In the latest instalment of A Conversation on Change we talk to David Baker, who has been settling into his new role as Faculty Manager of Health Sciences over the past six months, about change.
David said his recent role change - which arose from the realignment of ACU's faculties - has reinforced his belief that acceptance of change as a constant is the key to building resilience.
"I joined the tertiary sector in 1992, when the fall-out of the Dawkins decisions was really impacting heavily on the sector, and it’s been a roller coaster ever since!" David said.
David joined ACU in 2004 - and after 18 months as the Team Leader of Student Enrolments he moved into an Acting Manager role when his supervisor was seconded. In 2007, David was appointed as the Faculty Manager of Arts and Sciences.
"I think constant change shows you that your relationship-building should also be a constant," he said.
"This helps you to weather the challenging times, and to obtain the crucial collaboration that makes change as smooth and effective as possible."
In an industry where no-one can afford to work in a silo, David says maintaining relationships across different portfolios can be vital. He says strong collaboration with other faculties was very important when the Faculty of Arts and Sciences was disestablished at the end of last year.
"The Faculty was essentially split in two. Through the collaborative interaction with Health Sciences, and with Education, I could see that our people were finding a new home."
David said recent sector changes and Federal Government announcements highlight the need for universities to be agile in responding to emerging trends, opportunities and risks.
"I think the Vice-Chancellor was on the ball – all the things he had warned us about, happened. So we have been prepared for what is coming," he said.
A strong believer in proper planning when implementing new initiatives, David also acknowledges the paradoxical pressure on all universities to respond nimbly to change.
So what does he think is more important - to take the time for optimal planning, or to respond with speed and agility to industry changes?
"That's the 64-million-dollar question. I think in the current climate, you've got to be reactive to change. You’ve got to be there as a competitor, you can't afford to be left behind. For example, when the government decision was made to remove the cap on Commonwealth Supported Places for students, ACU made a decision to over-enrol and ran with it. There were a lot of other institutions who adopted a 'wait and see' approach, and they got left at the starting line."
David said many staff he has spoken with have been incredulous that ACU’s faculty realignment had been achieved in such a rapid timeframe of six months.
"It couldn't have been done without the goodwill of the people putting in extra work to get the job done," he said.
During the realignment, David himself went through an expression of interest process in order to become appointed as the Faculty Manger for Health Sciences.
"Because there was so much going on, I didn't have much time to reflect on my own situation – and I'm glad I didn't. There was stress during that time... but I knew there would be an opportunity for me - I just didn't know what it would be."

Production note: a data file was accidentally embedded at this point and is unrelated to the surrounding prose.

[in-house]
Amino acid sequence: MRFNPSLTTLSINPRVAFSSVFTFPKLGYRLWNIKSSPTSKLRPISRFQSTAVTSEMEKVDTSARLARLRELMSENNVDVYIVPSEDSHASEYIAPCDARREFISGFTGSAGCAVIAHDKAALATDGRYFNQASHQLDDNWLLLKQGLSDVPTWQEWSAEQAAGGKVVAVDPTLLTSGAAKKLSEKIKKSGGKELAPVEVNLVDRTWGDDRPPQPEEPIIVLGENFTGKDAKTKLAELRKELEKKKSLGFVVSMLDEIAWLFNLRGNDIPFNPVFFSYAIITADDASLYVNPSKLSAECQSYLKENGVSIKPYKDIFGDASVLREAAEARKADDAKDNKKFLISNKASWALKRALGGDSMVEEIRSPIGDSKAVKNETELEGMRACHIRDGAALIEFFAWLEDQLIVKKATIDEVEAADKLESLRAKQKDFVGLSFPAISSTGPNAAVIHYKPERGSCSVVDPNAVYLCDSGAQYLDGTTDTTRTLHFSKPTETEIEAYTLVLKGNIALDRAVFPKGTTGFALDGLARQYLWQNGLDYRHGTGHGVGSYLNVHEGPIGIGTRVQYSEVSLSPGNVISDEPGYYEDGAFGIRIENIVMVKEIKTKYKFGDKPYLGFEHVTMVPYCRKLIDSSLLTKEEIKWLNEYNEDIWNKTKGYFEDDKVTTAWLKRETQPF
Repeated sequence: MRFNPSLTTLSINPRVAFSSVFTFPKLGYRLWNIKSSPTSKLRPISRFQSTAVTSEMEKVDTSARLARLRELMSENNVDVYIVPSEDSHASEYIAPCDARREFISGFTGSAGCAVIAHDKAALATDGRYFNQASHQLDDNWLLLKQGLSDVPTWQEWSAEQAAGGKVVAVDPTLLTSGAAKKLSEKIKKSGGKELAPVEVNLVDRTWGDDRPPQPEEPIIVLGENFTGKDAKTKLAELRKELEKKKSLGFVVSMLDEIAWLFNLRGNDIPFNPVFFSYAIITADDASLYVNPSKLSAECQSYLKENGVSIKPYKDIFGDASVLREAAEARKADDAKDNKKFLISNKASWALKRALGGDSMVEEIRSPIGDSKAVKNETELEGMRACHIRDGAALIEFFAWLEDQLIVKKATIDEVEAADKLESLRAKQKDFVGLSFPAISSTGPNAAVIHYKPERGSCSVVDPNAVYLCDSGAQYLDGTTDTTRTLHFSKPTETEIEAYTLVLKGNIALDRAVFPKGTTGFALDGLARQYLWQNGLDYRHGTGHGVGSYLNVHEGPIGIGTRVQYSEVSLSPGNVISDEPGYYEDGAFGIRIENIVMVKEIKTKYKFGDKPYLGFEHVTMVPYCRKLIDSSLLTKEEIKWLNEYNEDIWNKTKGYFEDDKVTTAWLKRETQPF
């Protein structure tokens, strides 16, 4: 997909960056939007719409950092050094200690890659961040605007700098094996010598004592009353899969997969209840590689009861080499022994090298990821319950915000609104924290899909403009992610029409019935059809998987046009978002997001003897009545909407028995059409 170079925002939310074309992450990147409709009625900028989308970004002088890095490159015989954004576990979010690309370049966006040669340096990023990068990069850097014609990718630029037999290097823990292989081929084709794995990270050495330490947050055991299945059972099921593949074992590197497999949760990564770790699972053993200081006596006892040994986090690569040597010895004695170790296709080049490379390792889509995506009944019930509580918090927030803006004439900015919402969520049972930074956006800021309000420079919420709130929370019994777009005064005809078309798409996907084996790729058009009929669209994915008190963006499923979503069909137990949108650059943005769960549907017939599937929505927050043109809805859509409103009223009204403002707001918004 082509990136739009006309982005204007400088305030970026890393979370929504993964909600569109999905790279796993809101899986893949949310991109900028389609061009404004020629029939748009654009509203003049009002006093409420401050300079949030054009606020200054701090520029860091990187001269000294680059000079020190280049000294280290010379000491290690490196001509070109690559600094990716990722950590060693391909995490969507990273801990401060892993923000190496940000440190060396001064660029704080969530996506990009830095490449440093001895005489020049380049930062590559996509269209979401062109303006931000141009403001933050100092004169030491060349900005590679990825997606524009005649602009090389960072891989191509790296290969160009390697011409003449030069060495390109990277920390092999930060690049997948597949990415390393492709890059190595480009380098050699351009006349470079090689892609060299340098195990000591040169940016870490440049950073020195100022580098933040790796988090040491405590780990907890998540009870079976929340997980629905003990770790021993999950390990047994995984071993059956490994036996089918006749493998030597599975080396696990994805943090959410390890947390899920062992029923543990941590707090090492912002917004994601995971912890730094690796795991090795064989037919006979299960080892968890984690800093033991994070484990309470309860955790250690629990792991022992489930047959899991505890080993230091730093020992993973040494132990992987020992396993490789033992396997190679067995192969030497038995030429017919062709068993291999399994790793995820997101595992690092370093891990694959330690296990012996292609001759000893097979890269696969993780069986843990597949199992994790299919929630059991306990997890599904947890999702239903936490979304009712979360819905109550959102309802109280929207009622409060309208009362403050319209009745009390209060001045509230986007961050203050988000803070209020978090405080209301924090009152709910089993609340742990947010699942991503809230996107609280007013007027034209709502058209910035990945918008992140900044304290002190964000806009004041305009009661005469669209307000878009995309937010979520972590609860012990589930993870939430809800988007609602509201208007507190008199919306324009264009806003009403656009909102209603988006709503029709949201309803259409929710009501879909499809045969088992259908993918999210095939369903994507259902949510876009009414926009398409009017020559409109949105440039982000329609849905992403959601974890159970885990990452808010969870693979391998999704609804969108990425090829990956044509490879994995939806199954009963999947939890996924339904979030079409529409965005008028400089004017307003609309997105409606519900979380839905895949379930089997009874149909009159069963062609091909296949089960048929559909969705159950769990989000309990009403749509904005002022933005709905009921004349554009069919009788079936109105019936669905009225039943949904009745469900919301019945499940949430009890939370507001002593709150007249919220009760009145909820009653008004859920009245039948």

In times of role change, David feels it is important for staff and their supervisors to anticipate an adjustment period - and not to expect to operate with 100 per cent efficiency right from the first day in a new role.
"Often people have to be confident in what they are doing first, and then they can be confident in working with a new team," he said.
He said managers continue to have a lot of work ahead of them in settling the new structures - and finding physical space for staff also remains a challenge for a growing university.
"Sometimes change can be as small as having to move desks – I mean even within a four-year period of my time at ACU, I had eight changes of desk space or office!"
David encourages people to try to look on the bright side if they find themselves in a new role during times of change. "You can't just walk in with a mindset of 'I'm not going to like this.' You’ve got to experience it and then you can determine whether this is for you or not."
Tips for weathering the ups and downs of change
"Fighting change isn't going to help you. In fact, what it can show people is that you're not flexible, and flexibility is a trait that people do look for when they're looking for staff."
Build relationships and stay committed to the quality of your work:
"Keep doing the best you can. If you have a reputation as someone who will go the extra mile, and put the effort in, you generally end up landing on your feet. I think people shouldn’t be frightened to put their ideas forward and to put suggestions up the line, and to volunteer for new projects."
Keep open lines of communication:
David thinks it is particularly important for managers to communicate openly and often and to give reassurance when change is occurring. "Also, listening is important. There are times when people simply just needed to vent – it's all part of the stages of grieving and acceptance in times of change."
"People don't consciously not help people. I think with good communication comes an understanding of where you fit within a team. There are times when you need your team members to help you and times when you need to help them. I think that builds a strong camaraderie when you have that approach. Communication is so important to ACU because of our seven campus locations. Some people can perceive isolation - and some people are physically isolated. Frequent communication and opportunities for interaction can assist when staff are feeling isolated."